I do not give a rat ass to open source stuff on my phone, but it could be an interesting approach to make it at least possible on iPhone. How about a common certificate for multiple developers and non obligatorily checked releases?

Re:Bureaucracy (2, Funny)

PeeShootr (949875) | more than 5 years ago | (#27112433)

I think that the app store certainly offers choice and diversity! If it's freedom you want, don't buy an Apple product! If you want it to "just work" then buy Apple!

Re:Bureaucracy (0)

Anonymous Coward | more than 5 years ago | (#27112467)

Very well put. You have the choice of buying any rat ass phone. So buy another phone and stop writing crap.

Re:Bureaucracy (1)

damaki (997243) | more than 5 years ago | (#27112847)

Thanks AC for this insightless bullshit. I do not own an iPhone.

Crisis? What Crisis? (5, Insightful)

stiller (451878) | more than 5 years ago | (#27112649)

I'm sorry, but isn't Apple not being able to keep up with developer applications the exact opposite of a developer crisis? Sure, it might be a crisis for the developers involved, but certainly not for the market or Apple itself!

With 15,000 available applications and over 500 million downloads, it sounds like a pretty damn succesful platform to me. With growth on that scale, it doesn't surprise me that they would run into some hurdles.

The connection to the android open source analysis completely eludes me, but I wouldn't hold my breath in any case. To most people, the term iPhone is synonymous to smartphone and being slightly more open isn't going to change anything about that soon.

Re:Crisis? What Crisis? (0)

Anonymous Coward | more than 5 years ago | (#27112863)

Yes, clearly Microsoft will capitalize on this crisis, making this the year of Windows on the smart phone.

Android conquering the world? (2, Insightful)

despisethesun (880261) | more than 5 years ago | (#27112661)

If this story had come out at this time last year, I might have believed it. As it stands, I don't think Android is going to conquer much of anything. So far there have only been two phones to come from a major handset manufacturer. There are supposedly tons on the way this year from Samsung, Sony Ericsson, Motorola, and others but none of them have shown anything at all yet. And on top of that, the phones to come from HTC have been pretty uninspiring. I want to see Android take off, it looks to offer just about everything I want from a phone OS, but I'm not waiting forever for there to be a handset worth owning with it. Right now, I'm planning on getting an E71, and down the road I might grab either the Omnia HD or the N86 as a second phone. Symbian/S60 isn't perfect, but it's here now, it works, and the hardware it runs on is excellent. The members of the Open Handset Alliance can't say that yet, and that's a damn shame.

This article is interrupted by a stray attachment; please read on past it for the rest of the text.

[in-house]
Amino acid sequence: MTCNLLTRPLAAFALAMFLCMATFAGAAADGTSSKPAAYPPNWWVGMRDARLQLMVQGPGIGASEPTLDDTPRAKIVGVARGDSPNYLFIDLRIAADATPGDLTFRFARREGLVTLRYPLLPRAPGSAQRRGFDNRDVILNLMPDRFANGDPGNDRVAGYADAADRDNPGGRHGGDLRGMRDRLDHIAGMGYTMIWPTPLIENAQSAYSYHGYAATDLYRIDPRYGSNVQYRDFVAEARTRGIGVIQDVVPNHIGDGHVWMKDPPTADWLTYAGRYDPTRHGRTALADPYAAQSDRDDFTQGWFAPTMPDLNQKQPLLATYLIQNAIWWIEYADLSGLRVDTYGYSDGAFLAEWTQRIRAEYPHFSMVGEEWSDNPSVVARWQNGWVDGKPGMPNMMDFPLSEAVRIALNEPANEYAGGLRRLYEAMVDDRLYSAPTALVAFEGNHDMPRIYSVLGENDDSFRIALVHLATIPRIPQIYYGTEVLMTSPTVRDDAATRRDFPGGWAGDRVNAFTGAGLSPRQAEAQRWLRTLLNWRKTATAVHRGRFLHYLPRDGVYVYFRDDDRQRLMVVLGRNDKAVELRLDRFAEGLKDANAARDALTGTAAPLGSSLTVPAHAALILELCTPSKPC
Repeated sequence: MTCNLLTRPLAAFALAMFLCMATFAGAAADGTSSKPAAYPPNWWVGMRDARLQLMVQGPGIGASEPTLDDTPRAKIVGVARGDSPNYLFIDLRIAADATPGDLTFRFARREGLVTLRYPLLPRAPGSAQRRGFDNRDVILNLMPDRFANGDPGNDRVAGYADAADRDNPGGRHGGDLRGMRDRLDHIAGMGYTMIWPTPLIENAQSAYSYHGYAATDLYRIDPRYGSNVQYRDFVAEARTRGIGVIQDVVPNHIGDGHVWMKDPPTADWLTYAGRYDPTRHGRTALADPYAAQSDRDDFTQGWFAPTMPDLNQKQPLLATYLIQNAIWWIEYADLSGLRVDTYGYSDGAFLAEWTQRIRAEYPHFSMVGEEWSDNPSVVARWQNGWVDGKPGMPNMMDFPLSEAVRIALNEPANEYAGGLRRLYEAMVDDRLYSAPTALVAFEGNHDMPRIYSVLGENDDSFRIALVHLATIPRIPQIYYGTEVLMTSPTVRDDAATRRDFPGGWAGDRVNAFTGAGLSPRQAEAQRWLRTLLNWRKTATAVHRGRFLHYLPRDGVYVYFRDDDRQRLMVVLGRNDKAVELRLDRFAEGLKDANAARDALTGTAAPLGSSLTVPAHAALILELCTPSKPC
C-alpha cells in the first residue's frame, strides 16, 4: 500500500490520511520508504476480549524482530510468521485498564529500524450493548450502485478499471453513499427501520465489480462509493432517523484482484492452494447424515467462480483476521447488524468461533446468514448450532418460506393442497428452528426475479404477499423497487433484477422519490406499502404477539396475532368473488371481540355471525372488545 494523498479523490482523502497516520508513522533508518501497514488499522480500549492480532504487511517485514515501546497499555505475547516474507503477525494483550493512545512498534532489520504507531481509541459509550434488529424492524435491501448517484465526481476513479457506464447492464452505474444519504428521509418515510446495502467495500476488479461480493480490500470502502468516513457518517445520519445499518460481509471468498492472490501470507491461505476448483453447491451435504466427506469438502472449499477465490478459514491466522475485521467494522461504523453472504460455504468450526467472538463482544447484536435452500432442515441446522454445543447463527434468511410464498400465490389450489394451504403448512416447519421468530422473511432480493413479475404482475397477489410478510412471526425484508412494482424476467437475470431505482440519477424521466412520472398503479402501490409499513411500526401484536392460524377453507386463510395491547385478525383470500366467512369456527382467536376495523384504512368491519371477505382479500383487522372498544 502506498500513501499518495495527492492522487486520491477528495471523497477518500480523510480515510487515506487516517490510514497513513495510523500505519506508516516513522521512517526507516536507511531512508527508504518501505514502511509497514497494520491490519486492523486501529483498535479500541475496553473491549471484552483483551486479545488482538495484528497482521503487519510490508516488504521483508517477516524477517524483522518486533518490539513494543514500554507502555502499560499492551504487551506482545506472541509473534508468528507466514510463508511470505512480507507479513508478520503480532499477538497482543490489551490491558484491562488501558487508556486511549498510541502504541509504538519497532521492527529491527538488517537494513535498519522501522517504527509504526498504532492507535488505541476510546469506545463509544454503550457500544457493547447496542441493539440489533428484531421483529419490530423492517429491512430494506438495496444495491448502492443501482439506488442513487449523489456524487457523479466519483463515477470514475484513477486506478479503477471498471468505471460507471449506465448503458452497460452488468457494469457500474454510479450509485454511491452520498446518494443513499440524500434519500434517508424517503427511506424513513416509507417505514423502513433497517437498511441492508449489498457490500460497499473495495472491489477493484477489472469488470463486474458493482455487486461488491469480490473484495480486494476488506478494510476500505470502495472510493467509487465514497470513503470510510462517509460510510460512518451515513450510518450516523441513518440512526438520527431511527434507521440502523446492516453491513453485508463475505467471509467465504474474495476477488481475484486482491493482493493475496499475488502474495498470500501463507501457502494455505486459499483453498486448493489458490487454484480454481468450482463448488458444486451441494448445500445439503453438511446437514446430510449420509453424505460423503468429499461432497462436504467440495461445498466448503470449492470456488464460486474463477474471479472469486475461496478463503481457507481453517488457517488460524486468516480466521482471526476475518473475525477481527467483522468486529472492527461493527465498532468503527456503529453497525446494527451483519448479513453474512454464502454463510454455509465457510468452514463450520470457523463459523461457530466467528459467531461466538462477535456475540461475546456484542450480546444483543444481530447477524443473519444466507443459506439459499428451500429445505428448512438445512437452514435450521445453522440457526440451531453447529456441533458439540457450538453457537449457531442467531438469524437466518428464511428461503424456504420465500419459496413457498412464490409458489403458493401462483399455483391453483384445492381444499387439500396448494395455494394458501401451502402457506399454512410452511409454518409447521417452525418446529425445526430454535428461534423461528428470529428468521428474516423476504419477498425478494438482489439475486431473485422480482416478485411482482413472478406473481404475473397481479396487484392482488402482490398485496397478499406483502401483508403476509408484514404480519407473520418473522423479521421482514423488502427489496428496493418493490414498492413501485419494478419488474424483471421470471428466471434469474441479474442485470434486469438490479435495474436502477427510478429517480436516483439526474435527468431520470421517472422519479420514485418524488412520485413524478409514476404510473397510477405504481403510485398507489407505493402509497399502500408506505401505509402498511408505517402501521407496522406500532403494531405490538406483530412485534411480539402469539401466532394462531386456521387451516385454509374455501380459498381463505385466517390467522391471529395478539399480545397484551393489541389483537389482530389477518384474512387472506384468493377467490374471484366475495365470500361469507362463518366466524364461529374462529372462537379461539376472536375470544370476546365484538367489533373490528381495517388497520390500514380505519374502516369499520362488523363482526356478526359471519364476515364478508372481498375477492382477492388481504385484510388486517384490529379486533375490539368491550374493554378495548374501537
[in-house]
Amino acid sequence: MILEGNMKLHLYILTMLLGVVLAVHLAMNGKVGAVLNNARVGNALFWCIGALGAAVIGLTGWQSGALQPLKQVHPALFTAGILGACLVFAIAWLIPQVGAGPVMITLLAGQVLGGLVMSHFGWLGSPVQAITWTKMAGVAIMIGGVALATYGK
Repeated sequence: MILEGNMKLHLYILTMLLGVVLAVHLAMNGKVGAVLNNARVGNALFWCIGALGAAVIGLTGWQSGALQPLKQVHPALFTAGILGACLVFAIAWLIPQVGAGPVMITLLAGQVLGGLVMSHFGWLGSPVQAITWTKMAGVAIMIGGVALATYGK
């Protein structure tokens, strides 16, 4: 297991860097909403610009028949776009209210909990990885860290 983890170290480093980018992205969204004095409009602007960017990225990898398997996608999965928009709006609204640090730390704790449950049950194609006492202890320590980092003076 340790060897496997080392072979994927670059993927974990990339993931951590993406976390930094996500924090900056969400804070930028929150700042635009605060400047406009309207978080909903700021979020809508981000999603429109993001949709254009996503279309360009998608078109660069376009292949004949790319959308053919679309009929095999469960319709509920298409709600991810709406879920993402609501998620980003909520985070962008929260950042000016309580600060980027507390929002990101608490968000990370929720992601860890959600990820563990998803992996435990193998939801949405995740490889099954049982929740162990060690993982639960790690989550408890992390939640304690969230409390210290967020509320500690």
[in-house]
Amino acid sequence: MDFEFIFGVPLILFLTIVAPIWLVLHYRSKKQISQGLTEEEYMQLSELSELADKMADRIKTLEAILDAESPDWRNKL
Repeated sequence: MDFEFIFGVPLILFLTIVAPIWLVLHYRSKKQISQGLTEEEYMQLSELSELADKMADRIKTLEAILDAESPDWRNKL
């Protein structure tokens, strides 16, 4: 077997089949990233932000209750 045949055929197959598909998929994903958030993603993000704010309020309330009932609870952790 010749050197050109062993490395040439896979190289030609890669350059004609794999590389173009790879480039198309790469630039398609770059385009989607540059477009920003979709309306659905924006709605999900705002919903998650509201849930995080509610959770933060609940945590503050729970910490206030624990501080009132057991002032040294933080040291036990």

Market share != doing well for Apple (0)

Anonymous Coward | more than 5 years ago | (#27112749)

Nice idea, but as everyone's saying, it's totally optimistic. Apple goals are to keep large profit margins on their own terms. If they can do that with a large market share (iPod) they're happy, but they're not going to let go of tight control to achieve that share either (the Mac).

I would love to see the iPhone opened a bit more, but it's not going to happen either of the two things above are *seriously* threatened.

Of course this all could change if someone else takes the reigns over the next couple of years...

No Source for Research (5, Informative)

Wovel (964431) | more than 5 years ago | (#27112853)

Keep in mind that the author of the report, "Informa Telecoms & Media" has a vested interest in people believing the key to the mobile market is an open source platform (This was in fact the key finding of their report). Informa runs what they call "ONLY Mobile Specific Open Source Conference and Exhibition in the World".

Be cool if the journalists of the world still looked into the motivations of their sources. Informa needs to send IBT, Businessweek and the rest of them a check for advertising fees.

It's a systemic problem (1)

RogueWarrior65 (678876) | more than 5 years ago | (#27112899)

This doesn't surprise me a bit. Apple's own Radar bug reporting system is practically useless since you can't see what other people may have reported on a given bug, only what you have submitted. If people have posted work-arounds, you can't see them. Furthermore, Apple's developer website search is nearly useless too because you can't filter out duplicate results that happen to be in PDF and HTML formats nor can you eliminate Java results or Cocoa results if all you're interested in is Carbon. Beyond that is the very limited amount of sample code illustrating a given function call. When Quicktime VR was first being shown, I had to jump through a whole ton of fire-hoops to get to the product manager who reluctantly gave me access to the stuff. IMHO, Microsoft's developer website is far superior.

Beleaguered Apple too successful (0)

Anonymous Coward | more than 5 years ago | (#27112927)

Oh noooooo, Apple is too successful with their iPhone and their App store that now they're having some bureaucratic trouble. Don't they know they're always supposed to fail at everything even when they are succeeding. Silly beleaguered Apple.